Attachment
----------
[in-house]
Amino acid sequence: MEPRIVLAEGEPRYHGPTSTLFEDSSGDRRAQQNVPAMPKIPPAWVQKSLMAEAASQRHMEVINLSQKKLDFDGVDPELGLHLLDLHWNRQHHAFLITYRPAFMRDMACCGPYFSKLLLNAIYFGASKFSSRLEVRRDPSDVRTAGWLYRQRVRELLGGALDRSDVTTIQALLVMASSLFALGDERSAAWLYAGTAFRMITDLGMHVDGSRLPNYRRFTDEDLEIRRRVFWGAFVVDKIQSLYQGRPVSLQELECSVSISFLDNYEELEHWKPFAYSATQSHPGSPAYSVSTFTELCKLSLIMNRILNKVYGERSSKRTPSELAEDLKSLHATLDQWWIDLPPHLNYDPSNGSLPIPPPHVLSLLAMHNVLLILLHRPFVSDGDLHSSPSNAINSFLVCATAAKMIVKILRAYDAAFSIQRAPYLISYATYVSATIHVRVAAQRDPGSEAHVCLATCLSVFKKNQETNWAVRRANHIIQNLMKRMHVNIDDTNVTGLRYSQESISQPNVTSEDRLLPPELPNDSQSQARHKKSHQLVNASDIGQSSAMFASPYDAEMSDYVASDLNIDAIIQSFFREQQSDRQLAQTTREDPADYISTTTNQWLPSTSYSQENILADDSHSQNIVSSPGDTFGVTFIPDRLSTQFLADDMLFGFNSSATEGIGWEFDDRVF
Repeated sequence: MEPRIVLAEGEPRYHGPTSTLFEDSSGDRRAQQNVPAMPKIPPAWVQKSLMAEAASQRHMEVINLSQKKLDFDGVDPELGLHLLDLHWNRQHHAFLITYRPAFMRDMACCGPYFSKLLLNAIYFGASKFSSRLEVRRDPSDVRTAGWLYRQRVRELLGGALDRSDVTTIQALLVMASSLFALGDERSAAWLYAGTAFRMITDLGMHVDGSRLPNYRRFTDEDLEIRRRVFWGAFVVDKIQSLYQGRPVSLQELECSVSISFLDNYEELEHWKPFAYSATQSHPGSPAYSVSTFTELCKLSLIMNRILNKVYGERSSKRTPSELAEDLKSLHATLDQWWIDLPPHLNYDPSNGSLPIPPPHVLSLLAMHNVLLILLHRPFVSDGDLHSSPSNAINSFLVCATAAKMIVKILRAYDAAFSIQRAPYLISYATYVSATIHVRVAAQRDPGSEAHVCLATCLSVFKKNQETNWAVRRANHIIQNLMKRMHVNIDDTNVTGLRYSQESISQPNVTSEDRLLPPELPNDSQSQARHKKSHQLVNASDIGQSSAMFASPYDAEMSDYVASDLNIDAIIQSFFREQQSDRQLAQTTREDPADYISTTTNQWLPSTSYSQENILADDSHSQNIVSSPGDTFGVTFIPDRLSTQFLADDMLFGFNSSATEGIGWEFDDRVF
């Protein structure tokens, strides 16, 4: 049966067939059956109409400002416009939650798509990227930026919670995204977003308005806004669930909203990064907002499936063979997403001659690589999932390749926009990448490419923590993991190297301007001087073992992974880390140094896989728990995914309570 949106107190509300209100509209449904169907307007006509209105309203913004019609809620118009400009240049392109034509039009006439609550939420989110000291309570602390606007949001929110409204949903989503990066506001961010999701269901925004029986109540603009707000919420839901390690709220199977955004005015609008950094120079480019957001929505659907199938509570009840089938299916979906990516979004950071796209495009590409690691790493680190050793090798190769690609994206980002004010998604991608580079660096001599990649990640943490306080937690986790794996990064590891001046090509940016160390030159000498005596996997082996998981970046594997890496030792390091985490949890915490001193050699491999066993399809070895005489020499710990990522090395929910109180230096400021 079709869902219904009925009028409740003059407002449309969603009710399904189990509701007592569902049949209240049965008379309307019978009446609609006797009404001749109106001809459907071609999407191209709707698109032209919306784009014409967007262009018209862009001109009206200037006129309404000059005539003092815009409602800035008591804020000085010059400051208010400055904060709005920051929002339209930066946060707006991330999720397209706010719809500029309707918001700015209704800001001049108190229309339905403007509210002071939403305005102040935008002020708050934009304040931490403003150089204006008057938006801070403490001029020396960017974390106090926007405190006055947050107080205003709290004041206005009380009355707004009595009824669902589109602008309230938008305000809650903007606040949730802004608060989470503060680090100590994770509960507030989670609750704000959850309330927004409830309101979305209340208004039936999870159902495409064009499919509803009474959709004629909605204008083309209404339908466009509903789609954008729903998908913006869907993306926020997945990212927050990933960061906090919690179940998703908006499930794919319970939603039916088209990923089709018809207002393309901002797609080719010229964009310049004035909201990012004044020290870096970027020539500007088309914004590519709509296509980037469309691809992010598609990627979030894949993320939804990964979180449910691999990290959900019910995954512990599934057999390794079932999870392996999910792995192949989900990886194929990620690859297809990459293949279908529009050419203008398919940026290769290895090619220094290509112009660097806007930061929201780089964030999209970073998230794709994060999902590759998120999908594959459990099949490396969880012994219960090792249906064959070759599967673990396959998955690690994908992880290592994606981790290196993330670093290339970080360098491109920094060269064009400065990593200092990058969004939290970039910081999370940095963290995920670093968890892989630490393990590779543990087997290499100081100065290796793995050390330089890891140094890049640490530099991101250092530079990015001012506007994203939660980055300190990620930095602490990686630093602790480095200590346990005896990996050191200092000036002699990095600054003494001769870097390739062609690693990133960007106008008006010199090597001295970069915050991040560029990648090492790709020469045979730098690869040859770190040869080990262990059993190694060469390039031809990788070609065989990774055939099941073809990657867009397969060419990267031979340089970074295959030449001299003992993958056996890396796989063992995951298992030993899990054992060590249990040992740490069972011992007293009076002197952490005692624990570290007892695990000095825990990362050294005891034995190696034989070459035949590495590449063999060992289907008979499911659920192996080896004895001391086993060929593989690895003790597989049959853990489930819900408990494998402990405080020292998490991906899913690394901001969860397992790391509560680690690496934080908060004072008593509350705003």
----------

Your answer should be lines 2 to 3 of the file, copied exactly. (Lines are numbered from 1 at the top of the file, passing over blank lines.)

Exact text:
Amino acid sequence: MEPRIVLAEGEPRYHGPTSTLFEDSSGDRRAQQNVPAMPKIPPAWVQKSLMAEAASQRHMEVINLSQKKLDFDGVDPELGLHLLDLHWNRQHHAFLITYRPAFMRDMACCGPYFSKLLLNAIYFGASKFSSRLEVRRDPSDVRTAGWLYRQRVRELLGGALDRSDVTTIQALLVMASSLFALGDERSAAWLYAGTAFRMITDLGMHVDGSRLPNYRRFTDEDLEIRRRVFWGAFVVDKIQSLYQGRPVSLQELECSVSISFLDNYEELEHWKPFAYSATQSHPGSPAYSVSTFTELCKLSLIMNRILNKVYGERSSKRTPSELAEDLKSLHATLDQWWIDLPPHLNYDPSNGSLPIPPPHVLSLLAMHNVLLILLHRPFVSDGDLHSSPSNAINSFLVCATAAKMIVKILRAYDAAFSIQRAPYLISYATYVSATIHVRVAAQRDPGSEAHVCLATCLSVFKKNQETNWAVRRANHIIQNLMKRMHVNIDDTNVTGLRYSQESISQPNVTSEDRLLPPELPNDSQSQARHKKSHQLVNASDIGQSSAMFASPYDAEMSDYVASDLNIDAIIQSFFREQQSDRQLAQTTREDPADYISTTTNQWLPSTSYSQENILADDSHSQNIVSSPGDTFGVTFIPDRLSTQFLADDMLFGFNSSATEGIGWEFDDRVF
Repeated sequence: MEPRIVLAEGEPRYHGPTSTLFEDSSGDRRAQQNVPAMPKIPPAWVQKSLMAEAASQRHMEVINLSQKKLDFDGVDPELGLHLLDLHWNRQHHAFLITYRPAFMRDMACCGPYFSKLLLNAIYFGASKFSSRLEVRRDPSDVRTAGWLYRQRVRELLGGALDRSDVTTIQALLVMASSLFALGDERSAAWLYAGTAFRMITDLGMHVDGSRLPNYRRFTDEDLEIRRRVFWGAFVVDKIQSLYQGRPVSLQELECSVSISFLDNYEELEHWKPFAYSATQSHPGSPAYSVSTFTELCKLSLIMNRILNKVYGERSSKRTPSELAEDLKSLHATLDQWWIDLPPHLNYDPSNGSLPIPPPHVLSLLAMHNVLLILLHRPFVSDGDLHSSPSNAINSFLVCATAAKMIVKILRAYDAAFSIQRAPYLISYATYVSATIHVRVAAQRDPGSEAHVCLATCLSVFKKNQETNWAVRRANHIIQNLMKRMHVNIDDTNVTGLRYSQESISQPNVTSEDRLLPPELPNDSQSQARHKKSHQLVNASDIGQSSAMFASPYDAEMSDYVASDLNIDAIIQSFFREQQSDRQLAQTTREDPADYISTTTNQWLPSTSYSQENILADDSHSQNIVSSPGDTFGVTFIPDRLSTQFLADDMLFGFNSSATEGIGWEFDDRVF